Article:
from The American Heritage® Dictionary of the English Language, 5th Edition.

  • noun One of a group of ancient Roman religious officials who foretold events by observing and interpreting signs and omens.
  • noun A seer or prophet; a soothsayer.
  • intransitive verb To predict, especially from signs or omens; foretell. synonym: foretell.
  • intransitive verb To serve as an omen of; betoken.
  • intransitive verb To make predictions from signs or omens.
  • intransitive verb To be a sign or omen.

from The Century Dictionary.

  • To prognosticate from signs, omens, or indications; predict; anticipate: with a personal subject.
  • To betoken; forebode: with a non-personal or impersonal subject.
  • Synonyms To portend, presage, foreshadow, be ominous of.
  • To conjecture from signs or omens.
  • To be a sign; bode: with well or ill.
  • noun Among the ancient Romans, a functionary whose duty it was to observe and to interpret, according to traditional rules, the auspices, or reputed natural signs concerning future events.
  • noun Hence One who pretends to foretell future events by omens; a soothsayer; a prophet; one who bodes, forebodes, or portends.

from the GNU version of the Collaborative International Dictionary of English.

  • noun (Rom. Antiq.) An official diviner who foretold events by the singing, chattering, flight, and feeding of birds, or by signs or omens derived from celestial phenomena, certain appearances of quadrupeds, or unusual occurrences.
  • noun One who foretells events by omens; a soothsayer; a diviner; a prophet.
  • intransitive verb To conjecture from signs or omens; to prognosticate; to foreshow.
  • intransitive verb To anticipate, to foretell, or to indicate a favorable or an unfavorable issue.
  • transitive verb To predict or foretell, as from signs or omens; to betoken; to presage; to infer.

from Wiktionary, Creative Commons Attribution/Share-Alike License.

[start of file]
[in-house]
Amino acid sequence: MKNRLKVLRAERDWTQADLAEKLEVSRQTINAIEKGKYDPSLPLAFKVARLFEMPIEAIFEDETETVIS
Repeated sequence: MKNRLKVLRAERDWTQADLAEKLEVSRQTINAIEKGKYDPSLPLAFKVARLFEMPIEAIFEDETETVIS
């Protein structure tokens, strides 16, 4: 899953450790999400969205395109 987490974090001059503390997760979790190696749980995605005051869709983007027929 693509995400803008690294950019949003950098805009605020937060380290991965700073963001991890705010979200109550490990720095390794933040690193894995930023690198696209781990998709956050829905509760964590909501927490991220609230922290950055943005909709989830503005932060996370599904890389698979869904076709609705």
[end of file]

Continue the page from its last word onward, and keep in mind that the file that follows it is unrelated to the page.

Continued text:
• noun A diviner who foretells events by the behaviour of birds or other animals, or by signs derived from celestial phenomena, or unusual occurrences.
  • noun An official who interpreted omens before the start of public events.
  • verb To foretell events; to exhibit signs of future events.

from WordNet 3.0 Copyright 2006 by Princeton University. All rights reserved.

  • verb predict from an omen
  • noun (ancient Rome) a religious official who interpreted omens to guide public policy
  • verb indicate by signs


from The American Heritage® Dictionary of the English Language, 4th Edition

[Middle English, from Latin; see aug- in Indo-European roots.]

from Wiktionary, Creative Commons Attribution/Share-Alike License

From Latin augur, of uncertain origin; akin to augurō ("interpret omens").


Help support Wordnik (and make this page ad-free) by adopting the word augur.



Log in or sign up to get involved in the conversation. It's quick and easy.

  • The Augur (pl: augurs) was a priest and official in the classical world, especially ancient Rome. His main role was to interpret the will of the gods by studying the flight of the birds (flying in groups/alone, what noises they make as they fly, direction of flight and what kind of birds they are), known as "taking the auspices." The ceremony and function of the augur was central to any major undertaking in Roman society--public or private--including matters of war, commerce, and religion.

    The derivation of the word augur is uncertain; ancient authors believed that it contained the words avi and gero --Latin for "directing the birds"--but historical-linguistic evidence points instead to the root aug-, "to increase, to prosper."


    February 6, 2008

  • Railroad telegraphers' shorthand for the phrase "Authority can be given". --US Railway Association, Standard Cipher Code, 1906.

    January 20, 2013